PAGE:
Scientific name: Jasminum
Flowering period: April - June
Jasmine is a climbing plant, evergreen and deciduous shrub, usually cultivated in pots and gardens. There are about 300 species found in temperate and warm climates, while it is believed to be native to the Himalayas, Tibet and China. Its leaves alternate, are pinnate and simple or trifoliate. Its flowers are white in most species, while in some appear yellow, pink or blue, emitting a sweet and pleasant aroma. Jasmine is sensitive to frigid environments, loves heat and luminous sunshine. It is a perennial plant and uses its soil long-term. Jasmine's flowers develop from the first year, but significant flower production is observed from the third year onwards.
Usage & History:
Apart from solely ornamental, several species of jasmine are widely used in perfumery, and are cultivated for industrial purposes. They are grown in coastal areas, as the sea breeze favours their growth. An essential oil is extracted from jasmine, which is a major component of almost all perfumes. France is leading internationally in jasmine production., followed by China, Italy, Egypt and Greece.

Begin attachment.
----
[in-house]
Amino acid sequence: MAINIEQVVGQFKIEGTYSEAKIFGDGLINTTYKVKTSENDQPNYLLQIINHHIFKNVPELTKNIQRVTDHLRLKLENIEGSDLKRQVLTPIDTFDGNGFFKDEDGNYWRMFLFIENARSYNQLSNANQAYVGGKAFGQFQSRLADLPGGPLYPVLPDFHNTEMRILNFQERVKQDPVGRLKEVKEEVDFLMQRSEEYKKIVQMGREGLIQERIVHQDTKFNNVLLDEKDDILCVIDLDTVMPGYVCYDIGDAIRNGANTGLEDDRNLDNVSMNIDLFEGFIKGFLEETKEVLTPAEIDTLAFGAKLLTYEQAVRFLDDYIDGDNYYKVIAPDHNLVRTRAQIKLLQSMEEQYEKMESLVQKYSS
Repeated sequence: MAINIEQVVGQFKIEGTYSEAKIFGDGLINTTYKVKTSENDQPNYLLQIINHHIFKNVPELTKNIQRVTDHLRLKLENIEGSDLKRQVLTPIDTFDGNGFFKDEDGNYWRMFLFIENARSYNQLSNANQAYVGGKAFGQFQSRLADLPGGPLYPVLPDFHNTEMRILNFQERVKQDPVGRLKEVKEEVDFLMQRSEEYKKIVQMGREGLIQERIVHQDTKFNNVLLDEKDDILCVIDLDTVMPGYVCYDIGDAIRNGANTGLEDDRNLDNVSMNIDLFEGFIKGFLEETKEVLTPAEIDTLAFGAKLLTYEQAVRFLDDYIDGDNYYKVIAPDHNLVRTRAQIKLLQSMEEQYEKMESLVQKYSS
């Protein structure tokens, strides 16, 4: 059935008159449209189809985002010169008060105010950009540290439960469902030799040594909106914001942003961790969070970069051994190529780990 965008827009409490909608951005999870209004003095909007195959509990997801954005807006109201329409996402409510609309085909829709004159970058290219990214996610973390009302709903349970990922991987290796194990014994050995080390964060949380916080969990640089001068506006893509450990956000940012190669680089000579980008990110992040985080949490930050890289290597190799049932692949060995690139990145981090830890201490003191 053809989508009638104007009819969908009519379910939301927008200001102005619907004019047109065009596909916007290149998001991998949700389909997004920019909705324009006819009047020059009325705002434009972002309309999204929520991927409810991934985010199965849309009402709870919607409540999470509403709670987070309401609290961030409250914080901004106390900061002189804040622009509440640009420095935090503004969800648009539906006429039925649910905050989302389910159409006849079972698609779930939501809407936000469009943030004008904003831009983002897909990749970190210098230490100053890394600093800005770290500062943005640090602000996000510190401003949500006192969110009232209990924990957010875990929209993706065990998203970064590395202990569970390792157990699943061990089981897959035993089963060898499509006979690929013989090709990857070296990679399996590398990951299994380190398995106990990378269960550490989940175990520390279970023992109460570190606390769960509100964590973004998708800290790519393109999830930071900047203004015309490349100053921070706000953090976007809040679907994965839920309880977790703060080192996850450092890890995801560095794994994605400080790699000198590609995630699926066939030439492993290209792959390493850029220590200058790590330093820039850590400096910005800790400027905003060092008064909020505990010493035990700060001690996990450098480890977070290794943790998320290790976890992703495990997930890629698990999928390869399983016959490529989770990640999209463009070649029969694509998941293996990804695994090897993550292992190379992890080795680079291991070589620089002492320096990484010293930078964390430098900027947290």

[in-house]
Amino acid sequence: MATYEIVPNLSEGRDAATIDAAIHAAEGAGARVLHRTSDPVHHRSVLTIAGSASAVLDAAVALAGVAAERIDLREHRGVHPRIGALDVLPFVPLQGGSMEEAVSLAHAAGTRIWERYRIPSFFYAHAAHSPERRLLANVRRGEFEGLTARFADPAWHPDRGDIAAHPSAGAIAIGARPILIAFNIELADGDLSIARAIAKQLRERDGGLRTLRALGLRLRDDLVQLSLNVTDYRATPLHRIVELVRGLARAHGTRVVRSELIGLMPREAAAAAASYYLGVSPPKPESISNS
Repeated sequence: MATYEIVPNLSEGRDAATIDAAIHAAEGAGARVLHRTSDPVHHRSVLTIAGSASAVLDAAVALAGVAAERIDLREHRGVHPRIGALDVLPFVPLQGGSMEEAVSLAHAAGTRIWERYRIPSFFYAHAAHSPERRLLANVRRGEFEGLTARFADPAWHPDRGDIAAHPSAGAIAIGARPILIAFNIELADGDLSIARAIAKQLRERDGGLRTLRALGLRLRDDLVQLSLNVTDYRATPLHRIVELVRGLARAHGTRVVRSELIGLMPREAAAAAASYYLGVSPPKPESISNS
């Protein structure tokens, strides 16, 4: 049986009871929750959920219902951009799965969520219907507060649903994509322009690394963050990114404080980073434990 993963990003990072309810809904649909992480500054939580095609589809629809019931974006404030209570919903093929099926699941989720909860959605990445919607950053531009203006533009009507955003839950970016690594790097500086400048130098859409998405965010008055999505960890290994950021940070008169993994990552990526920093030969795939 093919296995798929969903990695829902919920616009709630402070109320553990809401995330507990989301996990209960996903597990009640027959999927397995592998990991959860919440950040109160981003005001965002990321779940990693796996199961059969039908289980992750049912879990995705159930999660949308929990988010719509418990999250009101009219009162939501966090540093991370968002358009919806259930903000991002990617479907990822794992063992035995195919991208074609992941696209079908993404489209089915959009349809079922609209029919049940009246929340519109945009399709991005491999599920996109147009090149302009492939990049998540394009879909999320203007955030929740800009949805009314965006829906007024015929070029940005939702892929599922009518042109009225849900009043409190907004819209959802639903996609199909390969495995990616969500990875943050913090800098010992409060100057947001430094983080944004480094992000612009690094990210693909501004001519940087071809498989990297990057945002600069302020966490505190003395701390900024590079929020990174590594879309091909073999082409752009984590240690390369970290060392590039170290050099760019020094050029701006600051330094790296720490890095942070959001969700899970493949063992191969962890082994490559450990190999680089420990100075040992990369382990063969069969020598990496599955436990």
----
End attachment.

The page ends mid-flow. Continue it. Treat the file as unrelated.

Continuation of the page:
In China, the flowers of some species are used in tea production. It has been, also, proven to have an important medicinal utility, exhibiting antidepressant, anti-inflammatory and relaxing properties.
Jasmine, as a plant, has acquired multiple meanings to multiple places and cultures throughout the centuries. In ancient Greek and Roman culture, jasmine is associated with prophetic dreams. In Africa they associated the species Jasminum angulare with protection from lightning, while the Egyptians and later the Hindus offered jasmine to the gods in order to favour them.